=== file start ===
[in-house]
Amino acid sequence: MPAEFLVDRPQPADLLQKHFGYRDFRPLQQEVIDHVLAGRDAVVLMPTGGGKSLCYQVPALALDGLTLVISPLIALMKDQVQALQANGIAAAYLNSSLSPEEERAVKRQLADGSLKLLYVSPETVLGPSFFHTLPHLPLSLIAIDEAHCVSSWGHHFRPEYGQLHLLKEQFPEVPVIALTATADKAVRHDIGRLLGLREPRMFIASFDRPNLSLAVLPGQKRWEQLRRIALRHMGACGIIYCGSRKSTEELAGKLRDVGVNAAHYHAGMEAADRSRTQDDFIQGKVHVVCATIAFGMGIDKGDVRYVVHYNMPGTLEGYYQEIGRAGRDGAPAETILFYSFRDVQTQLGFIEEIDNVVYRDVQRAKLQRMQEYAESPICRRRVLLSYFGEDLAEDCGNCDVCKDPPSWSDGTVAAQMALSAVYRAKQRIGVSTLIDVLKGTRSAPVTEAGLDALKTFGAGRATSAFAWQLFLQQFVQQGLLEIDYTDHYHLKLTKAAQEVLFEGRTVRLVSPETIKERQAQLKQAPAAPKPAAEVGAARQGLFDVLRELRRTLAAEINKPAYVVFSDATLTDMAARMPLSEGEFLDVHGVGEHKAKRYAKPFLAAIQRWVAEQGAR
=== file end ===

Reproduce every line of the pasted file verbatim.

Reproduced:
[in-house]
Amino acid sequence: MPAEFLVDRPQPADLLQKHFGYRDFRPLQQEVIDHVLAGRDAVVLMPTGGGKSLCYQVPALALDGLTLVISPLIALMKDQVQALQANGIAAAYLNSSLSPEEERAVKRQLADGSLKLLYVSPETVLGPSFFHTLPHLPLSLIAIDEAHCVSSWGHHFRPEYGQLHLLKEQFPEVPVIALTATADKAVRHDIGRLLGLREPRMFIASFDRPNLSLAVLPGQKRWEQLRRIALRHMGACGIIYCGSRKSTEELAGKLRDVGVNAAHYHAGMEAADRSRTQDDFIQGKVHVVCATIAFGMGIDKGDVRYVVHYNMPGTLEGYYQEIGRAGRDGAPAETILFYSFRDVQTQLGFIEEIDNVVYRDVQRAKLQRMQEYAESPICRRRVLLSYFGEDLAEDCGNCDVCKDPPSWSDGTVAAQMALSAVYRAKQRIGVSTLIDVLKGTRSAPVTEAGLDALKTFGAGRATSAFAWQLFLQQFVQQGLLEIDYTDHYHLKLTKAAQEVLFEGRTVRLVSPETIKERQAQLKQAPAAPKPAAEVGAARQGLFDVLRELRRTLAAEINKPAYVVFSDATLTDMAARMPLSEGEFLDVHGVGEHKAKRYAKPFLAAIQRWVAEQGAR